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Full of surprises about how the brain works, and inspiration for the brain's potential
on March 12, 2010
In this book, scientist Miriam Boleyn-Fitzgerald reports the latest on fMRI scanners and what they reveal to neuroscientists. The brain, once thought to be fixed and locked in after a certain age, is now known to be plastic and to regenerate. This neuroplasticity can give us great hope for people with injuries, addictions, memory problems, etc.
The journey begins with a British woman who was thought to be in a PVS (persistent vegetative state) but found to be conscious the entire time, but unable to communicate. The book highlights cases of various states, such as a young athlete who had everything a young man could want until after a tragic accident. He has since been left in LIS (locked-in syndrome). People have conceptions that such people would want to die, but most of them find something to live for and ways to communicate, even if just by blinking.
Moral dilemmas appear as we learn more about the brain. For example, one part of the brain rules morality and how we rationalize our moral decisions. Can we really hold accountable someone whose brain is different than the norm, thus leading to a crime? We are on the verge of being able to wipe out painful memories. Should we erase memories that ruin the lives of people with PTSD (post traumatic stress disorder)? Or would we abuse that as drug companies encourage us to expand the definition of PTSD to include bad relationships? (Think of the movie Eternal Sunshine of the Spotless Mind, in which this happened!) How could people learn from their pain, gaining empathy, if every painful memory were eradicated?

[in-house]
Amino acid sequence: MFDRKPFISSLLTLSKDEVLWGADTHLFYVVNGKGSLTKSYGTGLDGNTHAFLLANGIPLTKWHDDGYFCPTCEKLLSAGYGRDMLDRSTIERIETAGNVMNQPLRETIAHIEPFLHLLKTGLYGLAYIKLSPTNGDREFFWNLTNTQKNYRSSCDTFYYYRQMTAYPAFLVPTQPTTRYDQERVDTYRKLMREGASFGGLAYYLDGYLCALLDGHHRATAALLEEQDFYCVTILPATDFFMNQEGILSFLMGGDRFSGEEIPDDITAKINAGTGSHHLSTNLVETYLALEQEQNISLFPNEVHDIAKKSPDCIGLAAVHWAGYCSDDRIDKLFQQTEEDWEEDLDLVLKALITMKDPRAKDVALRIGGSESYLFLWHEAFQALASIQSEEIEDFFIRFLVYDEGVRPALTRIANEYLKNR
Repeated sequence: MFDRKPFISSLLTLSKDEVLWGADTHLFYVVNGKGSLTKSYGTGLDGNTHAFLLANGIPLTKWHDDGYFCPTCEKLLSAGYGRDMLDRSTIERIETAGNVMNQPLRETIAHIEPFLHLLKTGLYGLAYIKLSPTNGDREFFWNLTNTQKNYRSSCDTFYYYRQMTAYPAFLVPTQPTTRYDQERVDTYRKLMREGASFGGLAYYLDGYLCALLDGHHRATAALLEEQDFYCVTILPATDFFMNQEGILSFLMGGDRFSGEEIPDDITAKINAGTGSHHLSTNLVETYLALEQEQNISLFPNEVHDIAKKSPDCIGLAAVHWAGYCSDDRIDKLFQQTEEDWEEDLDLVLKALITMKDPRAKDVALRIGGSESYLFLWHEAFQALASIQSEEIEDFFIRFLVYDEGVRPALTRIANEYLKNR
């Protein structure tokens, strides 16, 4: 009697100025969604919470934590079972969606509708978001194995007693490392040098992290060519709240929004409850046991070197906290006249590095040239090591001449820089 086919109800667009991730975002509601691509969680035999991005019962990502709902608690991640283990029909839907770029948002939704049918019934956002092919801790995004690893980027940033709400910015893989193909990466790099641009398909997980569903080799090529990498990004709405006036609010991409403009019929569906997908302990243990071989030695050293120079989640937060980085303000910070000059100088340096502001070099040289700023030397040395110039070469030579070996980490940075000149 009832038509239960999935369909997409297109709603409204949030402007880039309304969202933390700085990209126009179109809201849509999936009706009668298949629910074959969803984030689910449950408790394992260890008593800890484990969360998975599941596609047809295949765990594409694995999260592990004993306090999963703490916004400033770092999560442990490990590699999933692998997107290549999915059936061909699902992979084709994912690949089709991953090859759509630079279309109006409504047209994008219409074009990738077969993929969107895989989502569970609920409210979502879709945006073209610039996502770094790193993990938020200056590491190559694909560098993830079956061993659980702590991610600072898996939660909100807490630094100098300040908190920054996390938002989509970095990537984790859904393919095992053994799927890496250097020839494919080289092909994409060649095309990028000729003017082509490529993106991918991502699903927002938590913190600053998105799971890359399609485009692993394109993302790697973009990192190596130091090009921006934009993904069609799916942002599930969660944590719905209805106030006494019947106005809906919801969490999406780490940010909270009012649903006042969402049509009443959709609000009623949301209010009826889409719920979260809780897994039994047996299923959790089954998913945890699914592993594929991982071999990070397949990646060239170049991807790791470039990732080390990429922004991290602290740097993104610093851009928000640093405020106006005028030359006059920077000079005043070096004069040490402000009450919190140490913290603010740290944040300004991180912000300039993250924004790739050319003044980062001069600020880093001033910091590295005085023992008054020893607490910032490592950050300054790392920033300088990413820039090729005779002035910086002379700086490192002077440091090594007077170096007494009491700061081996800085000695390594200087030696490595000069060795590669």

Another chapter informs us on where addiction takes place in the brain. People who have had this part damaged (the insula) have been able to stop smoking cigarettes effortlessly! The book discusses how crystal meth damages the brain; yet the brain is able, given time, to repair itself to a great extent.
The book is full of surprises about the brain. For example, in one person, whose corpus callosum has been totally severed, there is no connection harmonizing the left and right brains. One researcher asked such people if they believed in God. The right brain would say "yes" but the left brain (analytical part) would say "no." The scientist performing the experiment noted that one hemisphere of the brain is an atheist, while the other is a believer, and this finding should have shaken the theological community to the core. "If this person dies, what happens? Does one hemisphere go to heaven and the other go to hell?"
The author saves the best for last: The last chapter deals with the mystical parts of the brain (the temporal lobes; people with seizures have all kinds of mystical experiences); the brain on meditation; the sense of merging with the cosmos and there being no separate self. We are shown how the power of simply paying attention to the breath affects the brain, and virtually all religions have noticed that.
This book leaves you with hope and inspiration that, whether you are brain damaged or healthy, you have the ability and potential to do more and go further.
Susan Schenck, author of The Live Food Factor: The Comprehensive Guide to the Ultimate Diet for Body, Mind, Spirit & Planet
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